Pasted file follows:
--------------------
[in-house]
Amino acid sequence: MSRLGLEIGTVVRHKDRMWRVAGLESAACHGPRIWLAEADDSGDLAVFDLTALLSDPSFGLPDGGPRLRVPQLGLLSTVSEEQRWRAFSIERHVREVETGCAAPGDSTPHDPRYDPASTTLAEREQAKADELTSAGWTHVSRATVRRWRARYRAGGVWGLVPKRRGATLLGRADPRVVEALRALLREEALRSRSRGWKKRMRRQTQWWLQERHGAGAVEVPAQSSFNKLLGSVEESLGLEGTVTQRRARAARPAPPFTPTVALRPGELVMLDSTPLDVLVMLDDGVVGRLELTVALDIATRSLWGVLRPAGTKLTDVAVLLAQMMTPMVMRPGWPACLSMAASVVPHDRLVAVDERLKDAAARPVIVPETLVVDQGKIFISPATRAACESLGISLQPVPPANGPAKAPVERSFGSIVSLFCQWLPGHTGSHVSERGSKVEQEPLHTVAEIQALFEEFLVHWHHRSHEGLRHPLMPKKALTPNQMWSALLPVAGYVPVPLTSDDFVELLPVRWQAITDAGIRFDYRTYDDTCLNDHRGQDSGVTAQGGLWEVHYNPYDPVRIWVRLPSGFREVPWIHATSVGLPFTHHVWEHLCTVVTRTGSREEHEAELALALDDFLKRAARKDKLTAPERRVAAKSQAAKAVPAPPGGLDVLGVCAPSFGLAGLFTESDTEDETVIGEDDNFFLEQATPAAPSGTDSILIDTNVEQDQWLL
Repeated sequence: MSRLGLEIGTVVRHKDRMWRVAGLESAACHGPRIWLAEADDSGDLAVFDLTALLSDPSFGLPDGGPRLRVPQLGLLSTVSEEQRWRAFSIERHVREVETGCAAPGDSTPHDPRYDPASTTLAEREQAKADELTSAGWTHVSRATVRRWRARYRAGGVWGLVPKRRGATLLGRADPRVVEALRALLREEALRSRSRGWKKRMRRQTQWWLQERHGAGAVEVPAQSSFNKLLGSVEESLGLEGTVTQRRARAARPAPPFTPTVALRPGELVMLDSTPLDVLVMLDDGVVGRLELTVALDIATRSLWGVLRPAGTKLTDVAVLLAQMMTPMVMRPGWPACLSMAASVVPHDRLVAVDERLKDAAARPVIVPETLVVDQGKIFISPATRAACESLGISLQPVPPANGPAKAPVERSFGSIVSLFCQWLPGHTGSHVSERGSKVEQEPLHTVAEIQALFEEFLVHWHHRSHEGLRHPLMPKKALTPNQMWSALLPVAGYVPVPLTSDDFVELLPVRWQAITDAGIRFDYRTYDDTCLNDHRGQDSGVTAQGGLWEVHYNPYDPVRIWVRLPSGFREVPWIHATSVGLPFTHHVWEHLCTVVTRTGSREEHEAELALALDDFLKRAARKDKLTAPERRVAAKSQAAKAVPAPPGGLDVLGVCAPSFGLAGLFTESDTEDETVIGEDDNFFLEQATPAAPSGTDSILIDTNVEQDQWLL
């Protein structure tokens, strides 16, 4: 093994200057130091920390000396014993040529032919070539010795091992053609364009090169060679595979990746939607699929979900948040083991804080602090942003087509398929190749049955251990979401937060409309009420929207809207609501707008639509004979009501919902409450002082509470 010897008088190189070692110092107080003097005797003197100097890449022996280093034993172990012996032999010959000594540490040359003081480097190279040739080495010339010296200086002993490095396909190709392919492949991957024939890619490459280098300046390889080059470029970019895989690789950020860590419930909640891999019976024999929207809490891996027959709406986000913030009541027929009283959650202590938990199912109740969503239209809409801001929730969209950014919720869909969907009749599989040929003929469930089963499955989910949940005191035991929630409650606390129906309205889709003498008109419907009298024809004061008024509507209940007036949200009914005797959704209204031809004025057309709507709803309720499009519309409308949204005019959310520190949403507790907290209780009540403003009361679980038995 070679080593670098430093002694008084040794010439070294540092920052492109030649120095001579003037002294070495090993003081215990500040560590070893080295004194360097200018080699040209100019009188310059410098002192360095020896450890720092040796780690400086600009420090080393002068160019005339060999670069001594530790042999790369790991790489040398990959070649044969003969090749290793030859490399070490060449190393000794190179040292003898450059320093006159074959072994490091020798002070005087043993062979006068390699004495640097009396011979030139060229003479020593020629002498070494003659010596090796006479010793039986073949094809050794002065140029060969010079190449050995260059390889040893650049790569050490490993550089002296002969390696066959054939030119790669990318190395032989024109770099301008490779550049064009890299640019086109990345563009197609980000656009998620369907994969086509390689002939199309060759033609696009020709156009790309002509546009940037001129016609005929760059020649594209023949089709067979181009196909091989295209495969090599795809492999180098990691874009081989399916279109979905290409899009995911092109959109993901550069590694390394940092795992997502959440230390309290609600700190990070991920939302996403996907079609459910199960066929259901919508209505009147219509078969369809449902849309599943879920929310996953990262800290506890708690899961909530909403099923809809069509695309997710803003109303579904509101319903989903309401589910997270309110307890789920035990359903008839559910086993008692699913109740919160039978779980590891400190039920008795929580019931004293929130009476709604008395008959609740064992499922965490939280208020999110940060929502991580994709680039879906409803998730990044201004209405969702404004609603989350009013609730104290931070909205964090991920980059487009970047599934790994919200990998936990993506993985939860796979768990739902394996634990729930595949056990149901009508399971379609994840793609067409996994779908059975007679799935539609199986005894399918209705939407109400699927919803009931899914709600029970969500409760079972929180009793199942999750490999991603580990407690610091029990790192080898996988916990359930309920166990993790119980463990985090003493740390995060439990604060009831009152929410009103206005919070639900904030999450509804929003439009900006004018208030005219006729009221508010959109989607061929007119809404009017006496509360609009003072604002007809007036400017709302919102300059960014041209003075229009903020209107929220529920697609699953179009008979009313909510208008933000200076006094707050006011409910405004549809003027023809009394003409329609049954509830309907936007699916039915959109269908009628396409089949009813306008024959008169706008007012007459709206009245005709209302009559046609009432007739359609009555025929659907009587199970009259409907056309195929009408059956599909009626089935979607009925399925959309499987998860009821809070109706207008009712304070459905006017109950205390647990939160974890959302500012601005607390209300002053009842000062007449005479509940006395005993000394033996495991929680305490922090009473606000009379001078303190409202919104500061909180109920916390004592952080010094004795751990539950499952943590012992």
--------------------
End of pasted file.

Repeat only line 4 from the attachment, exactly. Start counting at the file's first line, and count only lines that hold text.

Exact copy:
């Protein structure tokens, strides 16, 4: 093994200057130091920390000396014993040529032919070539010795091992053609364009090169060679595979990746939607699929979900948040083991804080602090942003087509398929190749049955251990979401937060409309009420929207809207609501707008639509004979009501919902409450002082509470 010897008088190189070692110092107080003097005797003197100097890449022996280093034993172990012996032999010959000594540490040359003081480097190279040739080495010339010296200086002993490095396909190709392919492949991957024939890619490459280098300046390889080059470029970019895989690789950020860590419930909640891999019976024999929207809490891996027959709406986000913030009541027929009283959650202590938990199912109740969503239209809409801001929730969209950014919720869909969907009749599989040929003929469930089963499955989910949940005191035991929630409650606390129906309205889709003498008109419907009298024809004061008024509507209940007036949200009914005797959704209204031809004025057309709507709803309720499009519309409308949204005019959310520190949403507790907290209780009540403003009361679980038995 070679080593670098430093002694008084040794010439070294540092920052492109030649120095001579003037002294070495090993003081215990500040560590070893080295004194360097200018080699040209100019009188310059410098002192360095020896450890720092040796780690400086600009420090080393002068160019005339060999670069001594530790042999790369790991790489040398990959070649044969003969090749290793030859490399070490060449190393000794190179040292003898450059320093006159074959072994490091020798002070005087043993062979006068390699004495640097009396011979030139060229003479020593020629002498070494003659010596090796006479010793039986073949094809050794002065140029060969010079190449050995260059390889040893650049790569050490490993550089002296002969390696066959054939030119790669990318190395032989024109770099301008490779550049064009890299640019086109990345563009197609980000656009998620369907994969086509390689002939199309060759033609696009020709156009790309002509546009940037001129016609005929760059020649594209023949089709067979181009196909091989295209495969090599795809492999180098990691874009081989399916279109979905290409899009995911092109959109993901550069590694390394940092795992997502959440230390309290609600700190990070991920939302996403996907079609459910199960066929259901919508209505009147219509078969369809449902849309599943879920929310996953990262800290506890708690899961909530909403099923809809069509695309997710803003109303579904509101319903989903309401589910997270309110307890789920035990359903008839559910086993008692699913109740919160039978779980590891400190039920008795929580019931004293929130009476709604008395008959609740064992499922965490939280208020999110940060929502991580994709680039879906409803998730990044201004209405969702404004609603989350009013609730104290931070909205964090991920980059487009970047599934790994919200990998936990993506993985939860796979768990739902394996634990729930595949056990149901009508399971379609994840793609067409996994779908059975007679799935539609199986005894399918209705939407109400699927919803009931899914709600029970969500409760079972929180009793199942999750490999991603580990407690610091029990790192080898996988916990359930309920166990993790119980463990985090003493740390995060439990604060009831009152929410009103206005919070639900904030999450509804929003439009900006004018208030005219006729009221508010959109989607061929007119809404009017006496509360609009003072604002007809007036400017709302919102300059960014041209003075229009903020209107929220529920697609699953179009008979009313909510208008933000200076006094707050006011409910405004549809003027023809009394003409329609049954509830309907936007699916039915959109269908009628396409089949009813306008024959008169706008007012007459709206009245005709209302009559046609009432007739359609009555025929659907009587199970009259409907056309195929009408059956599909009626089935979607009925399925959309499987998860009821809070109706207008009712304070459905006017109950205390647990939160974890959302500012601005607390209300002053009842000062007449005479509940006395005993000394033996495991929680305490922090009473606000009379001078303190409202919104500061909180109920916390004592952080010094004795751990539950499952943590012992």